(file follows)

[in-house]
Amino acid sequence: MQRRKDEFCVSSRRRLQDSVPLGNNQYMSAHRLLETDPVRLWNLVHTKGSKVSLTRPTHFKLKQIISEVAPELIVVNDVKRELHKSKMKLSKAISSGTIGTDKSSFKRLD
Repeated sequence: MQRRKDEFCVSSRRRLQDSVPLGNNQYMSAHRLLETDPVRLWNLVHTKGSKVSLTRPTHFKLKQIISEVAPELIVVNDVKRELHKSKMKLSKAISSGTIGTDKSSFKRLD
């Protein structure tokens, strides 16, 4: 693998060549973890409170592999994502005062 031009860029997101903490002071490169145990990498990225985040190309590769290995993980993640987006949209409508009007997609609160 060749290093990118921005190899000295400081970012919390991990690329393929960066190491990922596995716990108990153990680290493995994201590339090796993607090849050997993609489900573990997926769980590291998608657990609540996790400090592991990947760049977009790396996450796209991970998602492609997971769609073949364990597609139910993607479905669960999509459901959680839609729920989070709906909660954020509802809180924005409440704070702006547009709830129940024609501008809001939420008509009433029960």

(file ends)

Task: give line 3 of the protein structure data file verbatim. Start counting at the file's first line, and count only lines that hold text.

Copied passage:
Repeated sequence: MQRRKDEFCVSSRRRLQDSVPLGNNQYMSAHRLLETDPVRLWNLVHTKGSKVSLTRPTHFKLKQIISEVAPELIVVNDVKRELHKSKMKLSKAISSGTIGTDKSSFKRLD